European leaders have made it clear they want the agreement with Iran to stay in place, because they believe it's working.
"This could become a real wedge issue dividing the other powers in the agreement ... against the U.S.," Sick said. "It could push the U.S. toward a decline in global power and U.S. credibility will take a huge hit, because we're basically telling the world the U.S. can't keep its word, putting us at odds with every other major power in the world, hurting our credibility, influence and reliability as an international partner — that's not a small issue."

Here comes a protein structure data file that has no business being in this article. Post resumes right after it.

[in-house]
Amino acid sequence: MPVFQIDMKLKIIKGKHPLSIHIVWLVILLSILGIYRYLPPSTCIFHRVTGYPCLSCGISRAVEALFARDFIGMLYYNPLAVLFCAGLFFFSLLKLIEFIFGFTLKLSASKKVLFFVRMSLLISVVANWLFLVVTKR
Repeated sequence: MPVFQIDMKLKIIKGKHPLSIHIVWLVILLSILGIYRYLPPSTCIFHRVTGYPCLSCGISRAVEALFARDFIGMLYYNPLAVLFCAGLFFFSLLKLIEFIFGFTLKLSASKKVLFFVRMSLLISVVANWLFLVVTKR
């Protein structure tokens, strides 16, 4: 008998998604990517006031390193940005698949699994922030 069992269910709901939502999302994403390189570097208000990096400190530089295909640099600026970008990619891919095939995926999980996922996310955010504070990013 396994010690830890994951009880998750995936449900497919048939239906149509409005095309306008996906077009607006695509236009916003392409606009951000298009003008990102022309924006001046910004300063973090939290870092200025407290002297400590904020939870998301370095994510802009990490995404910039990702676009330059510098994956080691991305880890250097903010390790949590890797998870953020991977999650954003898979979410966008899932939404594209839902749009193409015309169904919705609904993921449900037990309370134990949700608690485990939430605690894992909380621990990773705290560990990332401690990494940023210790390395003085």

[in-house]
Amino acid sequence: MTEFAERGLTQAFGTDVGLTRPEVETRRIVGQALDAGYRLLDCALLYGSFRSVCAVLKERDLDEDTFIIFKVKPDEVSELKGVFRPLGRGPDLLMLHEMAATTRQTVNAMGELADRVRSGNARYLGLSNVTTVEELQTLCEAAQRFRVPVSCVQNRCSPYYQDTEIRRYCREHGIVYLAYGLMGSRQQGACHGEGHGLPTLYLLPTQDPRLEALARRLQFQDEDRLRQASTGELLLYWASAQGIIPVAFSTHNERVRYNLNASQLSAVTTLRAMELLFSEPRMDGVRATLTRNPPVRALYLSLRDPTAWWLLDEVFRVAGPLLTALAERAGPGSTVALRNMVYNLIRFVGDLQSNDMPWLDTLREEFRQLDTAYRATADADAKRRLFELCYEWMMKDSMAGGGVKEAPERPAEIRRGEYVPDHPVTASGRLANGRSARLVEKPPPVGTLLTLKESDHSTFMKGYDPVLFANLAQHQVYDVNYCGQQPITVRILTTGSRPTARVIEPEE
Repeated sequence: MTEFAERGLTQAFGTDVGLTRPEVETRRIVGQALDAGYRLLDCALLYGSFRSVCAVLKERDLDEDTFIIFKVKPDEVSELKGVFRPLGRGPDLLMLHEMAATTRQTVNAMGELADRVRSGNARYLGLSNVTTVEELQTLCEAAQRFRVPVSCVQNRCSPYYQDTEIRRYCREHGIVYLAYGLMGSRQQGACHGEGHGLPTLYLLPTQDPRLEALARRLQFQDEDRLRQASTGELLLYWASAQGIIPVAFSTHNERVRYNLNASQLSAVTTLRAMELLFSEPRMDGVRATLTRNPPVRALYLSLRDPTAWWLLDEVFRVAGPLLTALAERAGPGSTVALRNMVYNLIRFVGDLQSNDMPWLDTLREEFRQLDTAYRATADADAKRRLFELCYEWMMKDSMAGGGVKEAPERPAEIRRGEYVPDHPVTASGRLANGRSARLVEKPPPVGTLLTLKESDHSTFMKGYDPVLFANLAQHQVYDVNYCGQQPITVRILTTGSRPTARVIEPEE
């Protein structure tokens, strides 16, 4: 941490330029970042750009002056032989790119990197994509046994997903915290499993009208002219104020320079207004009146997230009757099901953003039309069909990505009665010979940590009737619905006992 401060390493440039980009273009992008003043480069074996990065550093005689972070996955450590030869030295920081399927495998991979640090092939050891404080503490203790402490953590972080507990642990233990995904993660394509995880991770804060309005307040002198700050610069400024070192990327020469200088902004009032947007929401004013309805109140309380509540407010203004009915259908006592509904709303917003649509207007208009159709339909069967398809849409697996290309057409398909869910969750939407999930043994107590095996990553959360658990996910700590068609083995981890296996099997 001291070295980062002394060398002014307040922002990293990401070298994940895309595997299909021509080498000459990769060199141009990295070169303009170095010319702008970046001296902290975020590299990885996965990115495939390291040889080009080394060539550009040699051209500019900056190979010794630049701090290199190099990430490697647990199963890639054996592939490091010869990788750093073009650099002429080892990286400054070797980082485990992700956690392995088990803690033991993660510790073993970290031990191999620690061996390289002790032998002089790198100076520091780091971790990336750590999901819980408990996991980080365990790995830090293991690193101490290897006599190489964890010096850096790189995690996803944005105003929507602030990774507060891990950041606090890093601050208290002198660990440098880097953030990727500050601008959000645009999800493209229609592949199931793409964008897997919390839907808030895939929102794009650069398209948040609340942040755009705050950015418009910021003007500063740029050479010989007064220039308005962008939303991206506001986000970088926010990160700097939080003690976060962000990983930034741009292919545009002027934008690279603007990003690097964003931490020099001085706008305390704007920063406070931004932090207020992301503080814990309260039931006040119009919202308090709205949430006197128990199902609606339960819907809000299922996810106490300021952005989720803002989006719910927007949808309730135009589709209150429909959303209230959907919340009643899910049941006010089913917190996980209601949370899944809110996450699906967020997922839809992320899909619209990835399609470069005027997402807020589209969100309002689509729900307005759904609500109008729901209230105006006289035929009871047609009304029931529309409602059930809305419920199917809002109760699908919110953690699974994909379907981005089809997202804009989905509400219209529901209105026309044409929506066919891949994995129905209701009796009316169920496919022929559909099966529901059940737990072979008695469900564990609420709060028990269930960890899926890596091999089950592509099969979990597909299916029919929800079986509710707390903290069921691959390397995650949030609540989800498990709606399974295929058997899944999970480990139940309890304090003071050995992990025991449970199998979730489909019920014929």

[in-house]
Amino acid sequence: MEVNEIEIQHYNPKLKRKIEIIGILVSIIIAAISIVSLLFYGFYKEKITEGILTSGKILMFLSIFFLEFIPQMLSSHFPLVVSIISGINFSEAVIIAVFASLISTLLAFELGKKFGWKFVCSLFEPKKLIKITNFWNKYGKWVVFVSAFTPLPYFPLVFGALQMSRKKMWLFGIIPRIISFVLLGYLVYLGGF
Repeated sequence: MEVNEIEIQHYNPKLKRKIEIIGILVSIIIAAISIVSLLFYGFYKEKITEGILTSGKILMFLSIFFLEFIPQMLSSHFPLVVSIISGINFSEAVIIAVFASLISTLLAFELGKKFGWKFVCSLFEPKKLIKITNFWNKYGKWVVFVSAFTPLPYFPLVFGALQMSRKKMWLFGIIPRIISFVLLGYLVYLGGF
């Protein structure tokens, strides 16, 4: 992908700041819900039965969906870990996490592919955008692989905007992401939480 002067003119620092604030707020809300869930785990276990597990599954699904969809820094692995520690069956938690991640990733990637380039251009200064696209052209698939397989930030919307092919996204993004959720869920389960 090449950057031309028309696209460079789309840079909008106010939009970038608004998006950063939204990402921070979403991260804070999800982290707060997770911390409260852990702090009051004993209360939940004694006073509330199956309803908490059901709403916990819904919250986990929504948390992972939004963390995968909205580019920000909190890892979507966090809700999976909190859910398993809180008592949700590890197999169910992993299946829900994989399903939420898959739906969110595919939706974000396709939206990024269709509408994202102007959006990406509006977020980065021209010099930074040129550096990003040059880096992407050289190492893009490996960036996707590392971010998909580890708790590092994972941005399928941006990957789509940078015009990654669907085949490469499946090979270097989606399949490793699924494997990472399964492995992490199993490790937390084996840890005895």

Decertification could also hurt the United States when it's negotiating with other countries on entirely separately issues.
"Imagine trying to negotiate with North Korea when we just walked away from the most significant non-proliferation treaty in the history of the atomic age," Sick said.
O'Hanlon warned that the Trump administration is on a path that will force it to make "real decisions on Iran and North Korea that could make everything else this administration has decided on inconsequential."